Referring to FIGS. 3, 4, and 5, clip connector 10 is attached to a circuit board 30 which has pressure clip receiving openings 31 for receiving pressure latch clips 13. Circuit board 30 also has a pair of spaced alignment openings 32 for receiving alignment pin 12 as it passes through alignment opening 22 of the flex circuit 20. The copper conductors 21 of flex circuit 20 are aligned with copper conductors 33 of to circuit board 30 and also with pressure points 14 of clip connector 10. As a result, a quick efficient assembly procedure can be used to produce reliable electrical connections without the use of heat. Advantageously, the spacing of the clip connector 10 when seated and circuit board 30 is such that there is in the preferred case, approximately 5-100 psi of pressure applied by pressure points 14 to conductors 21 of flex circuit 20 and conductors 33 of circuit board 30.

Various modifications and variations will no doubt occur to those skilled in the art to which this invention pertains. For example, the configuration of the pressure points and the configuration of the latching protrusion may be varied from that disclosed herein. These and all other variations which basically rely on the teachings through which this disclosure has advanced the art are properly considered within the scope of this invention.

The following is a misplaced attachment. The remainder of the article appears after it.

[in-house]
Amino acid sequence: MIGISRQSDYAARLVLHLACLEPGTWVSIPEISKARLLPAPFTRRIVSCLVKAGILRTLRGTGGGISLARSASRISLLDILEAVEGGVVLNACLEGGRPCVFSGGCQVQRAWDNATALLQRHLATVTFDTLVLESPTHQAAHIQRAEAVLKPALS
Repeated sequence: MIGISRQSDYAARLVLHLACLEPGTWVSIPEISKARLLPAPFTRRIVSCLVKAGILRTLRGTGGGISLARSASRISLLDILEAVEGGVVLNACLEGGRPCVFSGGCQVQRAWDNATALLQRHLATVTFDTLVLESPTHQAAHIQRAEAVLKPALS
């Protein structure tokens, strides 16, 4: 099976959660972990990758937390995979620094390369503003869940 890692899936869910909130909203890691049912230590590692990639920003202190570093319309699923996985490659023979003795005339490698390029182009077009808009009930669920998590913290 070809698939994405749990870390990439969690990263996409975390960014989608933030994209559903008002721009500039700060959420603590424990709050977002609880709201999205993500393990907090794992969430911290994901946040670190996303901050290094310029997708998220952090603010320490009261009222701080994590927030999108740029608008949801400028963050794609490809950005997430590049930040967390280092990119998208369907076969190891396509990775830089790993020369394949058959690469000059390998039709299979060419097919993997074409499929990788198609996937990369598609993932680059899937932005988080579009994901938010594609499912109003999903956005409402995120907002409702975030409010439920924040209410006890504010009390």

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Referenced by
Citing PatentFiling datePublication dateApplicantTitle
US5944553 *May 23, 1997Aug 31, 1999Yazaki CorporationFlat cable connection structure
US5947764 *Dec 8, 1997Sep 7, 1999Hon Hai Precision Ind. Co., Ltd.Connector assembly with a connecting means to board and arranging method for the same
US6045396 *Sep 12, 1997Apr 4, 2000Trw Inc.Flex cable connector for cryogenic application
US6064286 *Jul 31, 1998May 16, 2000The Whitaker CorporationMillimeter wave module with an interconnect from an interior cavity
US6093054 *Aug 7, 1998Jul 25, 2000Molex IncorporatedConnector for connecting a printed circuit board to a flat flexible circuit
US6129573 *Nov 18, 1998Oct 10, 2000Hon Hai Precision Ind. Co., Ltd.ZIF FFC connector having a strain relief
US6399909 *Nov 20, 2000Jun 4, 2002Brother Kogyo Kabushiki KaishaKeyswitch for keyboard
US7425135 *Mar 31, 2005Sep 16, 2008Finisar CorporationFlex circuit assembly
US7439449Apr 9, 2003Oct 21, 2008Finisar CorporationFlexible circuit for establishing electrical connectivity with optical subassembly
US7446261Apr 30, 2004Nov 4, 2008Finisar CorporationFlexible circuit boards with tooling cutouts for optoelectronic modules